5 things to look for in a band agreement

If you're serious about starting a band, it's important to work out each band members' rights and obligations.

Thinking about drafting or entering a Band Agreement but not sure what to include or what you need to watch out for?

We’ve put a list together of the 5 most important things to think about when you’re entering into a Band Agreement.  

Even if you’re not at the stage of entering into formal contracts with your fellow band members, it can be helpful to have a chat with them about the following issues, so you can verbally agree on where things stand and hopefully engage an entertainment lawyer to translate your arrangement into a binding contract.

1. Who Owns What?

It may sound like a simple question, but a good band agreement should make clear who owns what.  This may include:

  • the compositions your band creates;
  • who owns the sound or ‘master’ recordings; and
  • who owns the band name.

A band is a kind of partnership, so if your agreement is silent on ownership and your band breaks up, partnership legislation could kick in and determine who is entitled to use which assets.  In most cases, this results in a no-win situation for everyone.

2. Who Is Responsible For What?

It is important to identify what kind of commitment is expected from each band member and what duties each member will have. What happens if someone starts prioritising their solo project over the band? Or, if someone regularly misses rehearsals?

Establishing responsibilities and expectations at the outset will save you from awkward conversations and arguments later on. At a minimum, it will provide you with a point of authority should disagreements occur.

3. How Will Decisions Be Made?

When you are in a band there are no shortage of decisions to be made. Whether it be selecting a manager, choosing a lead single or even deciding on the design of your merch. You will inevitably face choices where band members take different views.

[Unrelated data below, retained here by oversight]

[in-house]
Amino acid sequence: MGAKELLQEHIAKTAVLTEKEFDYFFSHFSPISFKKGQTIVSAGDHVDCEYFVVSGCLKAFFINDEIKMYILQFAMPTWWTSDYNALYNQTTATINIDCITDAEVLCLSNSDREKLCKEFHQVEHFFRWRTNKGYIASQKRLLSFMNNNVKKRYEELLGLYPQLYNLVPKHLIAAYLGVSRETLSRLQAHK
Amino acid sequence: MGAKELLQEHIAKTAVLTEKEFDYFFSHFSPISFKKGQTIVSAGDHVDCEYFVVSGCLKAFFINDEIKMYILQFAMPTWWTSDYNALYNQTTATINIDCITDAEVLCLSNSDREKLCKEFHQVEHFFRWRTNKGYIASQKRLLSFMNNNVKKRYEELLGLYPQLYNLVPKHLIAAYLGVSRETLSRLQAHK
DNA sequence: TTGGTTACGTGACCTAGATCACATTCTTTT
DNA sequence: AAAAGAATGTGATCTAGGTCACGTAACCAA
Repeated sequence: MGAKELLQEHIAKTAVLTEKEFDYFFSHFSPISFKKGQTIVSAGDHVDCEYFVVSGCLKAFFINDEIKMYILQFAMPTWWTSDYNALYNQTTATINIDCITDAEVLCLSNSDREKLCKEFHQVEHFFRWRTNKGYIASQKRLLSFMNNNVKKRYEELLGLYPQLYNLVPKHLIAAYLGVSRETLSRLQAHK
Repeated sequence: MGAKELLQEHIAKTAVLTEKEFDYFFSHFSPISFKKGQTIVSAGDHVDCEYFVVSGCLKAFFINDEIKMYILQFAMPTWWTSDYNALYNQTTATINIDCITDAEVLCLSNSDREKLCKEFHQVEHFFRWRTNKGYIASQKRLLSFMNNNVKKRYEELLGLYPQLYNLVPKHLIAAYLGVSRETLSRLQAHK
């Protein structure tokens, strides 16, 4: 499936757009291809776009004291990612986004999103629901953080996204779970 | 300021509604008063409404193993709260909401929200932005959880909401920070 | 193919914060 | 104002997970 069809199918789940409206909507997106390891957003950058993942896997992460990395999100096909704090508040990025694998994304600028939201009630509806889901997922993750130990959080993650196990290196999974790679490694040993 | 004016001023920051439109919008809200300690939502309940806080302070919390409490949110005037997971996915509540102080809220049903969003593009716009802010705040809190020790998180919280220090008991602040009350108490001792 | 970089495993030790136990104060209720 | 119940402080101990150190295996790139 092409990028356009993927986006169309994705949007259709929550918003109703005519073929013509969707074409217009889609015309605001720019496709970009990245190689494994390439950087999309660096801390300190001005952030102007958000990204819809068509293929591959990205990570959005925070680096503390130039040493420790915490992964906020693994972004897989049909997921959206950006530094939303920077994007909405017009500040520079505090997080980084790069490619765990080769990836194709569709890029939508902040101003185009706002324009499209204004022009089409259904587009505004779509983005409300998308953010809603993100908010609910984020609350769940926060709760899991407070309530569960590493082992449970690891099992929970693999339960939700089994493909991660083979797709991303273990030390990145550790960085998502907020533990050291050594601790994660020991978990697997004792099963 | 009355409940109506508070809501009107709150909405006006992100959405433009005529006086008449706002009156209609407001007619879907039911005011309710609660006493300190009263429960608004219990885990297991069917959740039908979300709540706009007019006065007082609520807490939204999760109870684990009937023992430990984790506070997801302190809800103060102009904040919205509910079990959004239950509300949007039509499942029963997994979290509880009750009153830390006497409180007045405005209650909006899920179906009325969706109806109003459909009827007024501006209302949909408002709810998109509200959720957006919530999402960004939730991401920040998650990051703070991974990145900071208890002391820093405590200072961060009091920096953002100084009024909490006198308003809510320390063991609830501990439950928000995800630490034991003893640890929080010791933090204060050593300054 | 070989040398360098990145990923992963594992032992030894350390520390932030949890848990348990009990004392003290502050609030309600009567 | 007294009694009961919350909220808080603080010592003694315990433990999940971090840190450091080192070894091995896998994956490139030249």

A clear decision-making process in your band agreement will give you a way to resolve differences of opinion in a way that everyone feels is fair (even if not everyone is in agreement on the outcome). Consider whether decisions will be made unanimously or by majority. If decisions are made by majority, what is the least number of band members that need to be present at a meeting to make a decision?

4. How Will Income Be Distributed?

In light of the different sources of income a band receives, there are countless ways profits can be split. Will all band members always be entitled to an equal share of all income streams? Or should the band members who wrote a song be entitled to receive a greater share of songwriting royalties?

Deciding how your band will distribute income early on and then incorporating this into your band agreement will reduce the chances of disputes about money later on.

5. What Happens If A Band Member Leaves?

It can seem unlikely when your band is just starting out, but there may come a time when a band member wants to leave. No matter how improbable this seems, it is important that your band agreement provides for what will happen should this occur.

What if the departing band member still wants to be able to use the band’s songs? Is the departing member expected to keep information they’ve learnt about the band’s business confidential? It is important you spell out in your band agreement what is to happen in these kinds of situations. If you don’t, you may be at the mercy of partnership legislation from the 1800s… and no band wants that!

Need Assistance?

If you need assistance putting together a band partnership agreement, get in touch!

Check out our Band Partnership Agreement Checklist and be sure to get in touch with us if you think now’s the time to get your Band Partnership Agreement together!

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